Posted in FSF, GNU/Linux, IBM, Red Hat at 11:33 pm by Dr. Roy Schestowitz

Context: Guix Petition Demographic Data, by Figosdev

It's Always Sunny In Philadelphia Roof Scene: FSF, Richard Stallman, Red Hat (IBM)

Summary: With the the founder of the GNU Project still being marginalised we need to remember who fears his presence

06.22.20

The Implications of an Increasingly Corporate FSF

Posted in Free/Libre Software, FSF at 9:45 pm by Guest Editorial Team

Article by figosdev

The corporate wear

Summary: “Who’s going to defend our 4 freedoms then? The people who bribed the watchdogs? The people who decapitated our organisations?”

The Cumberland Science Museum once held a simple exhibit in optics that you can recreate at home: a pane of glass with lights on either side, that allowed those seated to dim or brighten the lights on their side. You can achieve this at home after dark, if you have switches for lights outdoors as well as indoors.

“…Mozilla (who is upstream from GNU IceCat) is hiring people from Microsoft and getting Microsoft cozier with Rust — a language that is not only based on Microsoft GitHub, but one you need in order to compile IceCat.”If the lights are brighter on your side than the opposite, your side will act as a mirror and show your reflection; people on the opposite side will see you. If the lights on your side are dimmer than the opposite side, people on that side will see their reflection (the glass is opaque) and the glass will appear transparent from your perspective.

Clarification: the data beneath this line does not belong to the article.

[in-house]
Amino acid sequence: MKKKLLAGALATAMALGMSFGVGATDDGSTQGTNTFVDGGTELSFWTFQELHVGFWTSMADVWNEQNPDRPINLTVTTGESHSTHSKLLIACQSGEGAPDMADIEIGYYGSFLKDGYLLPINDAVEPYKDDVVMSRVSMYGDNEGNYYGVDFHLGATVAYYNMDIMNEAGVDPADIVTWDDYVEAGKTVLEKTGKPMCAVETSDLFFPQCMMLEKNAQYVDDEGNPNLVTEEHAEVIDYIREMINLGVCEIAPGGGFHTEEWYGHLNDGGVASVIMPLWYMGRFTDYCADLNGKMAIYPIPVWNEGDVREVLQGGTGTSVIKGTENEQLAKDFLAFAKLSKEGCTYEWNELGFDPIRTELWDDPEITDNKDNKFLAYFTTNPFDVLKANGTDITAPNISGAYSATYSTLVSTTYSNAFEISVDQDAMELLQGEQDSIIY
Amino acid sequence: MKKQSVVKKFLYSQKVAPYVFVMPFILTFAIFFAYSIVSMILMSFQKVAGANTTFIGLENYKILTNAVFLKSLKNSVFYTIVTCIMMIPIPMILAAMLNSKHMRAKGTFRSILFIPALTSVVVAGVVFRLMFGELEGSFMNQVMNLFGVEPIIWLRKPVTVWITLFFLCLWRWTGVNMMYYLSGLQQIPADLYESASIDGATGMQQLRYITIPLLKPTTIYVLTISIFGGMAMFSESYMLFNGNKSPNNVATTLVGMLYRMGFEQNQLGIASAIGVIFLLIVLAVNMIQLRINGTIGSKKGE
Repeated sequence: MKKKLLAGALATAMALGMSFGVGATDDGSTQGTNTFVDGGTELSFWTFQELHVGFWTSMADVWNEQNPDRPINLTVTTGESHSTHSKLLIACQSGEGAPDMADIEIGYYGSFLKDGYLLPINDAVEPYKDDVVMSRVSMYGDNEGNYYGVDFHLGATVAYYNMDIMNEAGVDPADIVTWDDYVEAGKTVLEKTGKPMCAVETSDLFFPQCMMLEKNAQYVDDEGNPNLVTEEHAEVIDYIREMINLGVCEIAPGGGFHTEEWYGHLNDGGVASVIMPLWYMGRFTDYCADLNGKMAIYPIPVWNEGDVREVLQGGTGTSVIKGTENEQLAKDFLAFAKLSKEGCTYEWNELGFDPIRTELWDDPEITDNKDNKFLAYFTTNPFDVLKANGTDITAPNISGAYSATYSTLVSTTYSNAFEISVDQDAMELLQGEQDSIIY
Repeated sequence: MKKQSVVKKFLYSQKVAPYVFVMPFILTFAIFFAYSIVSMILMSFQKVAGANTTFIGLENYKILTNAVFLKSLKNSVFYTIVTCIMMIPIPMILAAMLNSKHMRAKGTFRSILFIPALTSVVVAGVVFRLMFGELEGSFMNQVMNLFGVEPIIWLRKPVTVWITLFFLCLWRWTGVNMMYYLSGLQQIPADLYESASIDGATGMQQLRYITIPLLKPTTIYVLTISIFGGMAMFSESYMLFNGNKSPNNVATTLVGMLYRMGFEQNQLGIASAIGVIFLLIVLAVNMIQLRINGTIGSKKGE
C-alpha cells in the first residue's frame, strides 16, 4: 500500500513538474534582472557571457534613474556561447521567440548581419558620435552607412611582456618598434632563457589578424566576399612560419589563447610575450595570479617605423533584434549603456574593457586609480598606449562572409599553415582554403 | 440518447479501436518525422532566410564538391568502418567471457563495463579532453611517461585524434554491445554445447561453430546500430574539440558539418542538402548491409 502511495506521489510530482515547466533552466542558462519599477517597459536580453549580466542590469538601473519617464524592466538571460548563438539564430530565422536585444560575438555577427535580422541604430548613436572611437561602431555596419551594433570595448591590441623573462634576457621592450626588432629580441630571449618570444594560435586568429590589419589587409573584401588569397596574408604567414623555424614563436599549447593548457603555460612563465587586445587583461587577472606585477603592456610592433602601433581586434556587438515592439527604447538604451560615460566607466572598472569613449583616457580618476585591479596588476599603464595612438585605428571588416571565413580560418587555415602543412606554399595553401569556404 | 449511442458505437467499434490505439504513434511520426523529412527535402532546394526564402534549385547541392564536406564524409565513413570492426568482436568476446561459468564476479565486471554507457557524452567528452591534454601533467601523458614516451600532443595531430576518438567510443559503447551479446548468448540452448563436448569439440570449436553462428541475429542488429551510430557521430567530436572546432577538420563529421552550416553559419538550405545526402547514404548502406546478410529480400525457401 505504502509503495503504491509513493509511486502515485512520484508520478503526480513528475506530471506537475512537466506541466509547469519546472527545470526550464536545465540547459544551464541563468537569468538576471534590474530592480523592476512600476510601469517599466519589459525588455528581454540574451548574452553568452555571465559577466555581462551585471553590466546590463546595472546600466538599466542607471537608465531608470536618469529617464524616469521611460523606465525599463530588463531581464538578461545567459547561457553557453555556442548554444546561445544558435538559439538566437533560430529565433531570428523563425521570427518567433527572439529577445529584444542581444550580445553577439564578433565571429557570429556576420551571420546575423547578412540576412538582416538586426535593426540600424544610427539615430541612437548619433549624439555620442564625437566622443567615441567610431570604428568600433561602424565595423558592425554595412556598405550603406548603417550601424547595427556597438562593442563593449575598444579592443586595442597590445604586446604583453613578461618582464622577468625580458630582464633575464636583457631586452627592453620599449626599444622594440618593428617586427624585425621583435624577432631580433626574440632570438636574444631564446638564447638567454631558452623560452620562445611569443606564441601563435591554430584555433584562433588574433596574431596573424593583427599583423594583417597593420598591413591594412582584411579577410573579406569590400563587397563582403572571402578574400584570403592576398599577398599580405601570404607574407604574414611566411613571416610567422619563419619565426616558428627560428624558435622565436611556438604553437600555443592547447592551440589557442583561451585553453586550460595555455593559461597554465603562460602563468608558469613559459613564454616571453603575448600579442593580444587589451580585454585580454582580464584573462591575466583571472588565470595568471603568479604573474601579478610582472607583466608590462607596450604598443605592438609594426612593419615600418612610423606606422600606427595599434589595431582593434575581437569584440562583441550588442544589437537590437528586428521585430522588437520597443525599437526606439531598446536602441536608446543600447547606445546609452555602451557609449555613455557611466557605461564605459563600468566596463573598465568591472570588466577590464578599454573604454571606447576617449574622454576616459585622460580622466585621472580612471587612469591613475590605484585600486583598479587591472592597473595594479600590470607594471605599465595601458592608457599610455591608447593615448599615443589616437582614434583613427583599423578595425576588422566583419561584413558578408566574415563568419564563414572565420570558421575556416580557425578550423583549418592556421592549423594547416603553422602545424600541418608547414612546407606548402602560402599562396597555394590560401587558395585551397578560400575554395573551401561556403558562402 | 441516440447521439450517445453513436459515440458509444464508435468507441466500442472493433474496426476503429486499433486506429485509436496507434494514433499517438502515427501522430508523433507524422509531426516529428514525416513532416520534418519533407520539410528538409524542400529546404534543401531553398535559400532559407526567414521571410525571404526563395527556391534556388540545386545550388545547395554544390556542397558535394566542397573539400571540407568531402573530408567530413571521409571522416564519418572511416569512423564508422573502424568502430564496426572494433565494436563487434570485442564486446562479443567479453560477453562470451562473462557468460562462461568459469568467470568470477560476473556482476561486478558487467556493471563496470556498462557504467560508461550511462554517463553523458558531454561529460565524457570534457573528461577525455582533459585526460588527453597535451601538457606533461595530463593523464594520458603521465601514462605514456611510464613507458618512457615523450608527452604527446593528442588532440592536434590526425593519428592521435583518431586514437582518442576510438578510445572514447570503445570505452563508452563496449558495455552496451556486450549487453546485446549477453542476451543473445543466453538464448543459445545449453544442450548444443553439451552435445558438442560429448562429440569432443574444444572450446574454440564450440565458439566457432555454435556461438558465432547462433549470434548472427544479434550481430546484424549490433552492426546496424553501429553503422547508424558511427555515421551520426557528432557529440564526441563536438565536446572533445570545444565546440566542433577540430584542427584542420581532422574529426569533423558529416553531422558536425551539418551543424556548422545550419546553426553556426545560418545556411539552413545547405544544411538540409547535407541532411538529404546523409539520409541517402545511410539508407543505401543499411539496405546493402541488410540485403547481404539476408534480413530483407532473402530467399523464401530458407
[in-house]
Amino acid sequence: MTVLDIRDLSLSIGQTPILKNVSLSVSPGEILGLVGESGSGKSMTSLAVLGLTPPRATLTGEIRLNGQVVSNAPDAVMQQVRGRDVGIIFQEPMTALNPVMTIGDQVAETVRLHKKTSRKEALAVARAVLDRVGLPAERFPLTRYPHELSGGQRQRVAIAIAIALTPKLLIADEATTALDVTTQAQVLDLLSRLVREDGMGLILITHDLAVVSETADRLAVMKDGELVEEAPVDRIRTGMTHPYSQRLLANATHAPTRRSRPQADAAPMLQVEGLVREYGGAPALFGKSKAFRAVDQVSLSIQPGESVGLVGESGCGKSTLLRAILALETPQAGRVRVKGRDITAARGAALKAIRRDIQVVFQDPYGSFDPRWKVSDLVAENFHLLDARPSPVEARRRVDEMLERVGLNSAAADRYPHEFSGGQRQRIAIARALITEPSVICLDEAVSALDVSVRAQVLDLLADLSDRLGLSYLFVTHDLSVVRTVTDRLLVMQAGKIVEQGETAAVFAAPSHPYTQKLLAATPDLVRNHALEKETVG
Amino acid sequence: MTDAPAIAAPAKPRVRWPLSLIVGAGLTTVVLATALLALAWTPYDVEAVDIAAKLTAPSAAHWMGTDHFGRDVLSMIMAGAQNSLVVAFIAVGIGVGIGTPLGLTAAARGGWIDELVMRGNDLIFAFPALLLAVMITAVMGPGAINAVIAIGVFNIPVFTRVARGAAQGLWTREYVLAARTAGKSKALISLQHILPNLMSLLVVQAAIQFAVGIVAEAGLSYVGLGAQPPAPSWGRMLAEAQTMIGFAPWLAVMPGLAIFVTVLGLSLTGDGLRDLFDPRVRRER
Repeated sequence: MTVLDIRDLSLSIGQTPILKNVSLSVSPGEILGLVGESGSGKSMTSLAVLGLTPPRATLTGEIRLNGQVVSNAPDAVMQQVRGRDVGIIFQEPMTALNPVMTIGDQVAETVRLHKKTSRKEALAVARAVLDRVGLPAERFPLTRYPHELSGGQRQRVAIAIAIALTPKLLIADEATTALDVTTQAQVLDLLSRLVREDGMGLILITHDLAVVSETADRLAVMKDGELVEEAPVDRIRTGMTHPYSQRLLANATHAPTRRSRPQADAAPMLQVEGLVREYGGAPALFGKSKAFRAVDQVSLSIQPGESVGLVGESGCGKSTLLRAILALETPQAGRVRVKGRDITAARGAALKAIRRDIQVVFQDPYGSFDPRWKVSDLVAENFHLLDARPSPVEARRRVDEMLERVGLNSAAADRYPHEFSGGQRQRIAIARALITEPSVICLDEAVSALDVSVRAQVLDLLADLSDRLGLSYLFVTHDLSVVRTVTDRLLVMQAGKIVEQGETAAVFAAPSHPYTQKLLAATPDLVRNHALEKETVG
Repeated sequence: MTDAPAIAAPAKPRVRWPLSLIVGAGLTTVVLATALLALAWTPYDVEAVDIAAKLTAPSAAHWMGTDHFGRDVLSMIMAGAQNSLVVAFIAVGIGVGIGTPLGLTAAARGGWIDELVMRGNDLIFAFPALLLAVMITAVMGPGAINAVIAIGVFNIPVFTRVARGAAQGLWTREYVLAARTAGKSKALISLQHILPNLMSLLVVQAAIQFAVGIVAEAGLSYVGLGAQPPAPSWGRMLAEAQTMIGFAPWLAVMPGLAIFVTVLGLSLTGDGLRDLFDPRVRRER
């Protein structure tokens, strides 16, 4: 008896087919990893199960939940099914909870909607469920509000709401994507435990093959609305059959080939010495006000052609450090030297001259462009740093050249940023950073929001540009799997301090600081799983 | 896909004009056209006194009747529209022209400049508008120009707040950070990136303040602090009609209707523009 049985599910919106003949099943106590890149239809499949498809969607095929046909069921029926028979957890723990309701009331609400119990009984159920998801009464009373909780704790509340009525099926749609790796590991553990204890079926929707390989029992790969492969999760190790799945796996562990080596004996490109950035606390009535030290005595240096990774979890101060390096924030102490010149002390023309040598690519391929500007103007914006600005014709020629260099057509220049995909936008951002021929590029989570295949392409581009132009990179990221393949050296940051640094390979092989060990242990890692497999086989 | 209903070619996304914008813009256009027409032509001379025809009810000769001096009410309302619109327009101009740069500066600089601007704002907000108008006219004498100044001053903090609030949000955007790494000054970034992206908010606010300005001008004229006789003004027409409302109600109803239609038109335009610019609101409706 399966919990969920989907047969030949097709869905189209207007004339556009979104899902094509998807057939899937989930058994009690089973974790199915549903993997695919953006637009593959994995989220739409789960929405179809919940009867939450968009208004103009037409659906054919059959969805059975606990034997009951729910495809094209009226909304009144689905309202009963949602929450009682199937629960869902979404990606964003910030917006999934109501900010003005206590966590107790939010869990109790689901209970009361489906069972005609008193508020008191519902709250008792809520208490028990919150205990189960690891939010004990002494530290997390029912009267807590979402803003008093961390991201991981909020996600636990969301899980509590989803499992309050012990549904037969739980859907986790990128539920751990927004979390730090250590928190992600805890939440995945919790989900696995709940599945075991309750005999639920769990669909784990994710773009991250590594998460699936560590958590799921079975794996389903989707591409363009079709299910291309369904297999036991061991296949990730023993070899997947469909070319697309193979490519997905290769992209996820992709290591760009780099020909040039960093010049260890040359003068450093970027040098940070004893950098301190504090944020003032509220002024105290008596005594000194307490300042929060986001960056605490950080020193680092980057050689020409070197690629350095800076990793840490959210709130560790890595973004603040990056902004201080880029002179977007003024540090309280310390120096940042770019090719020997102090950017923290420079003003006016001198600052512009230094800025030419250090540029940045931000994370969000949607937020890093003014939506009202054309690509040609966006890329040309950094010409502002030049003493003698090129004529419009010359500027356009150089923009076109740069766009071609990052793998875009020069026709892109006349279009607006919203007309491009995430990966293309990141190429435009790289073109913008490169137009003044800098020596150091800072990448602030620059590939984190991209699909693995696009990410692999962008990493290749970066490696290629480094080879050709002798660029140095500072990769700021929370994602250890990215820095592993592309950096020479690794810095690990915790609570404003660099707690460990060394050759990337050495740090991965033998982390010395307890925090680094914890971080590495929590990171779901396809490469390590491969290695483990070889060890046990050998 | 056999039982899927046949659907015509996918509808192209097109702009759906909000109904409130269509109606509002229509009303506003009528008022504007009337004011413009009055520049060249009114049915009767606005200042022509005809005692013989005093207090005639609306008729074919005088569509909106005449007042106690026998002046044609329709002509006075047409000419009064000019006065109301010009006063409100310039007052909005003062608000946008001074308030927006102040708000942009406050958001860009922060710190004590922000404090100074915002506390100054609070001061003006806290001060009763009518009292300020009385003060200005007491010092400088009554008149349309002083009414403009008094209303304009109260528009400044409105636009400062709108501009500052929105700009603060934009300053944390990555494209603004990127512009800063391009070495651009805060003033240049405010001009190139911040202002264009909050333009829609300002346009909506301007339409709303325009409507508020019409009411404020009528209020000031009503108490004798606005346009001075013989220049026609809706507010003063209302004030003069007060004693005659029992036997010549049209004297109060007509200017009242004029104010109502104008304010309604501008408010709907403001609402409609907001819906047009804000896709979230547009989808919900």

This is not unlike what’s going on right now at the FSF, where things are increasingly transparent for corporations, but for the rest of us they are increasingly opaque. And while that may be a fun opening for an article, the implications of this aren’t very fun at all.

While GNU Radio, GNU Bison and GNUstep (along with several GNU maintainers from Red Hat — a company now owned by the FSF’s largest corporate sponsor) drag the GNU project further into Microsoft’s clutches, Mozilla (who is upstream from GNU IceCat) is hiring people from Microsoft and getting Microsoft cozier with Rust — a language that is not only based on Microsoft GitHub, but one you need in order to compile IceCat.

“Yes, they like to pretend that Source = Transparency, but tell that to the spooks who approached Torvalds because they wanted a backdoor.”The FSF claims to be against imposing DRM on the user — from this standpoint it is not only understandable, but welcome, that IceCat ships with EME (the now standard DRM for the web) disabled from about:config. From a freedom-respecting standpoint, this is the least they can do.

You have to wonder if we will be so lucky when DRM ships with the Linux kernel itself. Of course I’m not referring to Direct Rendering, but Digital Restrictions Management. As that sort of ugliness creeps into the kernel, one hopes this too will be shipped with it turned off (or removed if necessary).